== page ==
HF Radio Darts
11am Sunday 2nd June 1996
Its blowing an average of 45 knots, gusting to 55, from the south, and -25 degrees C. Thats a wind chill factor of, well I dont know because the chart doesn't got that far. Its more than -70 anyway. The most surprising thing is that its from the south. The wind doesnt blow from the south much here. It blows even less from the north and west. Because of the Law Ice Dome, most of the strong wind is from the east, and all the blizz tails are on the western end of the buildings. Very strange. I think the DPS tape change will have to wait. No one will notice the small data gap, and Im not going out in wind that cant make up its mind about which way its going to blow!
Because of the Firemans Ball on Friday night, last night was very quite. This has resulted in more people making it to breakfast on Sunday than usual. The Casey mess is half the width of the building, and twice as long as wide. There is no second floor above the mess, giving it high ceilings. There are two picture windows giving views over Newcomb Bay, with Clark Peninsula on the other side, and a row of grounded bergs on the horizon. Sunsets from the mess are wonderful as the bergs and the plateau go through the spectrum of orange-red, then turn steely grey.
The mess and kitchen are at the east end of the Red Shed. and when you walk into the mess, the kitchen is on the right., the back half of the Red Shed. It has the Odeon Theatre and a small balcony above it (which overlooks the mess). The balcony is called Pelligrinis Coffee Shop. Because its quite a hike from the kitchen its seldom used, except by me. Im here most Saturday and Sunday mornings, and am here now.Most are unaware that Im up here watching them (Im not sure where they think I go with my coffee and orange juice). Its the closest Ive got to getting the relaxed feeling of being in a real cafe. Im thinking of renaming it Tillys.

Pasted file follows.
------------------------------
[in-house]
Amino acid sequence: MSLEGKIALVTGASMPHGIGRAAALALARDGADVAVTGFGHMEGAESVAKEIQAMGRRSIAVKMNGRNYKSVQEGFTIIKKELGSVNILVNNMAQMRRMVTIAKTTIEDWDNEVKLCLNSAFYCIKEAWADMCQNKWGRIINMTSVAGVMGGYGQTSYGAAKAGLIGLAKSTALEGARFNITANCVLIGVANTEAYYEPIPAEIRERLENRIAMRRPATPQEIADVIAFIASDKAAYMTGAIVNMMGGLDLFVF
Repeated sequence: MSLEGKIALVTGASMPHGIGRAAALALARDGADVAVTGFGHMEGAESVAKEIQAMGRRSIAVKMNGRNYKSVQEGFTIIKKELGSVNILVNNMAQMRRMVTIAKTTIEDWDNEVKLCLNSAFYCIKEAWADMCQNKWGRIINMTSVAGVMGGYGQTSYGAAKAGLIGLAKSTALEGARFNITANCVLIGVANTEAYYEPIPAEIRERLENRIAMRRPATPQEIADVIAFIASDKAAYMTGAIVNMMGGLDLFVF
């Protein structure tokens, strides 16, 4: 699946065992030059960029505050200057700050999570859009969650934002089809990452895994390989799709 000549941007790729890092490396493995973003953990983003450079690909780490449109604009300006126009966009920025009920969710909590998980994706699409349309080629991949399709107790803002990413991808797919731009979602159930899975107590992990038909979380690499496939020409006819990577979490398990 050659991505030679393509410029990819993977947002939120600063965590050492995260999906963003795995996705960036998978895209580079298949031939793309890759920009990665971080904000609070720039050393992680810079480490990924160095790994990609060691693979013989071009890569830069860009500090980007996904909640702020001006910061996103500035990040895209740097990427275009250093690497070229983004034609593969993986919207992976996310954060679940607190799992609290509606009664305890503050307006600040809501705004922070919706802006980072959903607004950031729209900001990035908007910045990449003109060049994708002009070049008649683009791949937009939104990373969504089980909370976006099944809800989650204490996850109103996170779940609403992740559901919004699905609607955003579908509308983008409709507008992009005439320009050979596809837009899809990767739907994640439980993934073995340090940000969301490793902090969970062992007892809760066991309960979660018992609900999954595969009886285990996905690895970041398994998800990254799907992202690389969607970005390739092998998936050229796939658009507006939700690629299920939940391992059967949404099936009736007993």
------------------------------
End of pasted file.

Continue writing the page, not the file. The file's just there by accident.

Friday saw the revival of an old Antarctic tradition, HF radio darts between stations. HF communications is not very common since we all have satellite links and can pick up the phone. Using HF was great fun, as the interference, voices fading in and out, and distortion reminded us how far apart we were, and yet our next door neighbours.
The teams for the competition were, for Australia: Casey, Davis, and Mawson, for New Zealand: Scott Base, and for The U S of A: The Pole Station. A true international competition. All the talking is done by the radio operators, while we all listen in. The game played is 301. To start each team throws one dart at the bull to determine the starting order. Closest goes first etc. Then the game starts. Each player takes turns for their team, throwing three darts, the score of which is subtracted from the total, which starts at 301. The catch is that to win your score must be exactly zero, and the last dart thrown must be a double. If the score of your three darts is more than your total, then you bust and your total stays the same. An example is the game Mawson won. They reached a score of three. This is a very difficult number, as the only option is a single one followed by a double one. A double is the narrow (approximately 1cm wide) ring at the outer edge of the numbers.